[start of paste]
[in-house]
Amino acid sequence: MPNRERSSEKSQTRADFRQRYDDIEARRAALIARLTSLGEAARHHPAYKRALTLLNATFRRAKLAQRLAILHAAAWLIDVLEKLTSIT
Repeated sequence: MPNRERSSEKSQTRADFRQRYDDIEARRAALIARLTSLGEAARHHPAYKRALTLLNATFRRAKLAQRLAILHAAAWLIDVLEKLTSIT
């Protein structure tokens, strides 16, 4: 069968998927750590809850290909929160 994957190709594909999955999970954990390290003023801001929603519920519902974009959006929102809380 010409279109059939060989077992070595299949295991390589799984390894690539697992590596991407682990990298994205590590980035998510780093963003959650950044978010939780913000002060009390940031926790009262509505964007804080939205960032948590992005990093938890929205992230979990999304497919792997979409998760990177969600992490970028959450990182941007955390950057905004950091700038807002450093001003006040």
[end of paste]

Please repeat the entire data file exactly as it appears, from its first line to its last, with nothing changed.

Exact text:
[in-house]
Amino acid sequence: MPNRERSSEKSQTRADFRQRYDDIEARRAALIARLTSLGEAARHHPAYKRALTLLNATFRRAKLAQRLAILHAAAWLIDVLEKLTSIT
Repeated sequence: MPNRERSSEKSQTRADFRQRYDDIEARRAALIARLTSLGEAARHHPAYKRALTLLNATFRRAKLAQRLAILHAAAWLIDVLEKLTSIT
């Protein structure tokens, strides 16, 4: 069968998927750590809850290909929160 994957190709594909999955999970954990390290003023801001929603519920519902974009959006929102809380 010409279109059939060989077992070595299949295991390589799984390894690539697992590596991407682990990298994205590590980035998510780093963003959650950044978010939780913000002060009390940031926790009262509505964007804080939205960032948590992005990093938890929205992230979990999304497919792997979409998760990177969600992490970028959450990182941007955390950057905004950091700038807002450093001003006040």